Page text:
Gone Fishing

Haven't posted much lately, partly due to a lack of news and partly due to other interests. I'll leave the blog up as a courtesy to researchers but am moving on to other projects.


Making the Morning Rounds

Via the very observant Philobiblos blog we learned of another, The Literary Detective. Good job of spotlighting some suspicious activity in the bookselling realm. I was also drawn to "What were they reading on the Titanic?" but couldn't pull up a copy of the item. I'll go back for another look, care to join me?
(The real mystery is why some of these links don't show up. If the Philobiblos link isn't active you can find it here:


Ambrose: Pants On Fire, Again

An article in the New Yorker revealing further deceptions on the part of the late and popular historian Stephen Ambrose is making the rounds. Quite a number of comments question the importance of Ambrose' lies and plagiarism, seeing the greater good in his popularizing of history. Perhaps they are on the defensive because it is so difficult to make an honest living or speak the truth these days. Though, really, there's nothing new about fabrication and theft as tools of the history trade. Not to say that all who write history avail themselves of those tools of course.


The Diary of a Public Man

Another scholar has attempted to solve the mysteries surrounding The Diary of a Public Man, a high level window on Washington life during the Civil War era. The controversy regarding efforts to identify the Public Man is fascinating. I look forward to seeing this new book.


Mark Twain, Literary Critic

A list of two hundred books from Mark Twain's library. And a story on Twain's marginalia -- his written comments in various of the books.

At the moment the links don't seem to be coming up in the post, here they are:


"Kidnapped" Tale Based on True Story

Robert Louis Stevenson's exciting tale had a basis in fact.


Strangers on a Train

This isn't literary mischief, just plain old murder, but it hooked me so I'll pass it along. ABE Books sends around theme-based ideas for collectors and this time it was mysteries involving trains. Somehow a train traveling across an exotic landscape in the middle of the night just seems the perfect setting for mystery. Here's the link.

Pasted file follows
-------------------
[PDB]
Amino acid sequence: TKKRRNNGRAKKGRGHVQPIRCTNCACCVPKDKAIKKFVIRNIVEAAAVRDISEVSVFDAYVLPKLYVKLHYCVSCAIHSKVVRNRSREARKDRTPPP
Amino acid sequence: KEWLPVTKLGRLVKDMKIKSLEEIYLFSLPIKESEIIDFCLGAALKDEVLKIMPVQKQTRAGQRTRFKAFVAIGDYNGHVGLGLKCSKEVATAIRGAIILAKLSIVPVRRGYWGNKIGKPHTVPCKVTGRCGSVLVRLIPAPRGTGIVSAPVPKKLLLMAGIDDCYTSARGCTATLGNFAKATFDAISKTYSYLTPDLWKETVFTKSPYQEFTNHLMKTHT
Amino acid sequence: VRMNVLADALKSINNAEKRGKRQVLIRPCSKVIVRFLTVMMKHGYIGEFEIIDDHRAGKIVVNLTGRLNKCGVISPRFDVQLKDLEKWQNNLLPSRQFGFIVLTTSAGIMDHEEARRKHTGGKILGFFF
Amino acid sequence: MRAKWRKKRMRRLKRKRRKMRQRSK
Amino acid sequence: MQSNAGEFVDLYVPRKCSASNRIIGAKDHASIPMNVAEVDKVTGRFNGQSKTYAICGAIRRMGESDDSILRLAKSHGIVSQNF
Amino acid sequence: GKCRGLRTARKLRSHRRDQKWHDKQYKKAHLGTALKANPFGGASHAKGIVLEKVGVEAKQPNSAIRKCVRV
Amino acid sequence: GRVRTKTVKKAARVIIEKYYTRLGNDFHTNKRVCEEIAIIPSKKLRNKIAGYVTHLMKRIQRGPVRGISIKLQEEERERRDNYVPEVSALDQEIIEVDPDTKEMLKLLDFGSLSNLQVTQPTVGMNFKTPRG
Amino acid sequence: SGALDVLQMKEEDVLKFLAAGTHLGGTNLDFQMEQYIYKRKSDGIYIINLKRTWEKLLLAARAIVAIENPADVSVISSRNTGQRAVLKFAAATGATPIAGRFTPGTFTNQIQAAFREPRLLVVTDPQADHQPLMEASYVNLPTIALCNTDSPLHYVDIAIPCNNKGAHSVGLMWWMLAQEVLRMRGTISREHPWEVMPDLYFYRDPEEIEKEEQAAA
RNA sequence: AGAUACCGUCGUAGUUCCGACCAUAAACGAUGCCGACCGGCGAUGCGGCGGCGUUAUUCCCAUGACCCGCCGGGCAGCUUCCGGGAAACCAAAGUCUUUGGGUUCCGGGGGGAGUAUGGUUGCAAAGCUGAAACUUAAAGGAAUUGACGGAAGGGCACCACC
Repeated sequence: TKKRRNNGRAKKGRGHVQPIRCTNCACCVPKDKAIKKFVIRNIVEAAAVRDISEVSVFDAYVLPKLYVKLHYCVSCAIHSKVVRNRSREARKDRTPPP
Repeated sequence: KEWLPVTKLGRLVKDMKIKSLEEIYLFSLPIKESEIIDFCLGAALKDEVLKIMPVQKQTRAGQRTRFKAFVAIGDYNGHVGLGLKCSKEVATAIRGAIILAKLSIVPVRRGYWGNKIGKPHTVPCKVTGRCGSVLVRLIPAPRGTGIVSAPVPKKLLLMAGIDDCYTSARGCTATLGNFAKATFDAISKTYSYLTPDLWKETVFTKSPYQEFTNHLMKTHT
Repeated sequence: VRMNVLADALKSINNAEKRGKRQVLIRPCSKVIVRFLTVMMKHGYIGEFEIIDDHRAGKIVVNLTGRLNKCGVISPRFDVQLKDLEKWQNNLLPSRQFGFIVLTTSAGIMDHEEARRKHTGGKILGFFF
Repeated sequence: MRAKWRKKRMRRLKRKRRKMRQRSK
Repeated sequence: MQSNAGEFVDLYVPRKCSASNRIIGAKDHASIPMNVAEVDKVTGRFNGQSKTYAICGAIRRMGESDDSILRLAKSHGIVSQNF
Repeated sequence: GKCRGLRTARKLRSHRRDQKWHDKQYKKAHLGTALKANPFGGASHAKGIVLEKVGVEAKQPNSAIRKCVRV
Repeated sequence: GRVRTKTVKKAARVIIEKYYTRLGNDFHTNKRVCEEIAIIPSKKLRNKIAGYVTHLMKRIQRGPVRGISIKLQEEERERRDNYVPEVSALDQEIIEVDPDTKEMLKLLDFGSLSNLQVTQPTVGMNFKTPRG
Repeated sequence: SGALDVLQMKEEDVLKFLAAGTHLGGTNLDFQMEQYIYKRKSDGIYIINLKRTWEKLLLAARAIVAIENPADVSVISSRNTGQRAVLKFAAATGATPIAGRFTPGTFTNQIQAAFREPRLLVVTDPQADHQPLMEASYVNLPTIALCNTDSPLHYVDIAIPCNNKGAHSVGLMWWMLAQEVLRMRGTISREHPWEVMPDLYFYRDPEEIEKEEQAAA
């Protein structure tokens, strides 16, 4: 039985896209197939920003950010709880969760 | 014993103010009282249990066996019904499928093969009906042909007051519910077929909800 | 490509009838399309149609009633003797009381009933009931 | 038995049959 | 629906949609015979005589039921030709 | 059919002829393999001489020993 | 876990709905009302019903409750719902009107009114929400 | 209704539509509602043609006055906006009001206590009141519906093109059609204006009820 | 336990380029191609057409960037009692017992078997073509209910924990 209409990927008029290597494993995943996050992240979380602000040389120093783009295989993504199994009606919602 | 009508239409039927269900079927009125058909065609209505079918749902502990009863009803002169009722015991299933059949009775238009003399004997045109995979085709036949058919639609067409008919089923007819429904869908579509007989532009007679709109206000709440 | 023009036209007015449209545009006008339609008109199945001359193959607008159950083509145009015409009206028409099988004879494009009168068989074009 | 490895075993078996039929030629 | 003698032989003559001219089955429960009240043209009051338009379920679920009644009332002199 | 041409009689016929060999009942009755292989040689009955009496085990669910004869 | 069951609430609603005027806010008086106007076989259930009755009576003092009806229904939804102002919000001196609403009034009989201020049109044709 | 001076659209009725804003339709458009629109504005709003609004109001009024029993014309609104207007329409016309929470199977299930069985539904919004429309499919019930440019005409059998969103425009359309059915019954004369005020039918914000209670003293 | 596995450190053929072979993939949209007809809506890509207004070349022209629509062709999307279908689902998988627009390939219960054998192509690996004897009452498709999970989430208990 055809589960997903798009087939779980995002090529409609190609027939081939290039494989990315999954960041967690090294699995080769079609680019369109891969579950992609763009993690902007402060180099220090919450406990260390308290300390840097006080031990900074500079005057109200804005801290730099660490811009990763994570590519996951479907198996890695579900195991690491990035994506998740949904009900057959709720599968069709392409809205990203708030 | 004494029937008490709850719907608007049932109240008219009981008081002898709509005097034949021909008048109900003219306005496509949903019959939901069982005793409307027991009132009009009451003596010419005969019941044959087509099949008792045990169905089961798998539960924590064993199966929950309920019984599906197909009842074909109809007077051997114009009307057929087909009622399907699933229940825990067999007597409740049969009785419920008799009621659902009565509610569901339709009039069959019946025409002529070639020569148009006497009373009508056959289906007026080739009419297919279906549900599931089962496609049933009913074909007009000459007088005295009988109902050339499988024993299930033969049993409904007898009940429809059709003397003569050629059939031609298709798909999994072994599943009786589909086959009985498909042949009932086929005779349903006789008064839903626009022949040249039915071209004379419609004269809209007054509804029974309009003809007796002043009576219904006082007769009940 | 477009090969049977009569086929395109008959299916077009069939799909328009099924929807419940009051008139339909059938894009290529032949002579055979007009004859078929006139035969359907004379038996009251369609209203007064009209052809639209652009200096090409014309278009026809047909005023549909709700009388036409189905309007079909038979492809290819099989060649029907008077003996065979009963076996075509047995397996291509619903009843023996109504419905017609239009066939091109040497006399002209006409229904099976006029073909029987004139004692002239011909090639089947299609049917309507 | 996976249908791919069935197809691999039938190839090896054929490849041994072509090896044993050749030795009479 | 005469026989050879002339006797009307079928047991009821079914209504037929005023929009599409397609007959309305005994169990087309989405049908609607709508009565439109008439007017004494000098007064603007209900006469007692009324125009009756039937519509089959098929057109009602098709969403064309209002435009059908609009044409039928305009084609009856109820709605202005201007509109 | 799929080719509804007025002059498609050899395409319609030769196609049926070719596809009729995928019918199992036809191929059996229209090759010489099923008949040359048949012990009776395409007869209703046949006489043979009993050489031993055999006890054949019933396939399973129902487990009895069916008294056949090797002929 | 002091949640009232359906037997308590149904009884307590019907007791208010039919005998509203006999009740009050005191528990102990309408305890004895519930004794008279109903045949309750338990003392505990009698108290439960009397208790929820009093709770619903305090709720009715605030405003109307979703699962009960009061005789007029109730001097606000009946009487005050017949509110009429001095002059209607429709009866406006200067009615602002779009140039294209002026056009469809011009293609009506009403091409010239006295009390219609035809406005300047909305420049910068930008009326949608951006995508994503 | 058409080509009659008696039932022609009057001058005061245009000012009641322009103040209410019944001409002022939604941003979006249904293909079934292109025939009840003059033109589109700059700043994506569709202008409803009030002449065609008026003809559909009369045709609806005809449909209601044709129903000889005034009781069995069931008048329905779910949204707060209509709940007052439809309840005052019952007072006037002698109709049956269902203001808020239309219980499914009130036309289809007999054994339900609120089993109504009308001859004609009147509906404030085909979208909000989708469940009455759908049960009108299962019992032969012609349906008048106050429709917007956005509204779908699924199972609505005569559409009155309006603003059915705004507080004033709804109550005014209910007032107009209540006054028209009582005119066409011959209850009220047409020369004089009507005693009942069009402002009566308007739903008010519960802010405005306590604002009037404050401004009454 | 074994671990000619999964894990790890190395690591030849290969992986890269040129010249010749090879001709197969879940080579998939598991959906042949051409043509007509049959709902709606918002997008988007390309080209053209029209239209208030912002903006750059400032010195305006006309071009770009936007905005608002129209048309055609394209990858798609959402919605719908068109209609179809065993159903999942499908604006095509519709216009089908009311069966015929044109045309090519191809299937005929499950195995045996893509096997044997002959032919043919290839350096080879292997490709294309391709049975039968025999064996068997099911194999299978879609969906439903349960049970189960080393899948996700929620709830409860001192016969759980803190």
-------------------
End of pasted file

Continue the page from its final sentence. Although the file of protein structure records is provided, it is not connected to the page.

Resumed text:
The Master Thief

He stole thousands of books and manuscripts. They are still turning up, 150 years later. He was also a forger, and a respected scholar.

Jane Austen's Head is Missing

A bit of statuary really, missing from the Jane Austen Garden.


The Diary of Miss Idilia

That's the title of a memoir of dubious authenticity described here. I found reviews elsewhere but no one as yet seems to have dug for the story behind the book. Let me know if you run across any investigative work on it and I'll keep looking as well. This is one of the times I wish I still had the resources of a big newspaper or magazine to call upon. By the way the link is to a blog I'd call first-rate. Usually the chatty, personal, thoughtful blogs put my innards in a spin. I could go on about exactly why I like this one but then I'd be getting chatty, personal and thoughtful. I will say Lulu's profile presented a great list of "favorite books."


Lobsang Rampa Correspondence

One of the more controversial modern hoaxes concerns "The Third Eye" and other mystical works by Lobsang Rampa. Some of his defenders are fairly ferocious even though it has been shown that he never set foot in Tibet or anywhere near. I am posting the auction link on Mar. 6, 2010 -- as it is an auction it may not remain available.


Sued Over a Book Review

Here's a rather chilling case, a libel suit resulting from an unfavorable book review. Regardless of the outcome it may well discourage serious criticism in the future. At a time when most book reviews appearing on the Internet are untrustworthy garbage, it's a shame to see the work of professionals jeopardized in this way.


Book Marketing Q&A

If you're in the book business on the Internet there's a newsletter I would recommend to your attention, available by signing up at Steve Weber's site. it's called "Selling Books" and looks as though it's done the way newsletters used to be done -- firsthand research and reporting.

Potter Plagiarism?

Here we go again with Harry Potter and plagiarism. Those behind the lawsuit figure it's good for a billion dollars, or was that pounds. Check it out here.


Internet Pirates

She may not have realized she was pillaging the work of others to create her best-seller, as a child of the Internet era she may have thought she was simply "remixing." Right. Well, an interesting discussion follows the report in the Guardian.


The Great Tate Hoax

Many of those who were close to the great Nat Tate hoax claim they knew all along the artist never existed but that may have been face-saving. Here's an excellent look back on what may have been "The Greatest."


"It's a sham, a scam."

That's the nutshell of The New Republic's review of the "new" Nabokov novel just released at $35 by Knopf. As far as anything actually new, the price works out to just over a dollar per page of Nabokov.


Shakespeare Thriller

We don't routinely report on works of fiction but this one may spark discussion as to its factual basis. Said to rely on serious research, the book proposes that Shakespeare could "barely write his own name" and provided cover for the actual author of "his" plays. Various clues have been discovered providing a coded message regarding the name of the true author.


Too Cold? Burn Some Books

Pensioners in Britain are said to be buying up cheap books to burn in lieu of higher priced coal.

Literary Autopsy of the Opium-Eater

Another author has put poor Thomas de Quincy through the slicer-dicer. From the review, it does appear to be a commendable and very readable effort.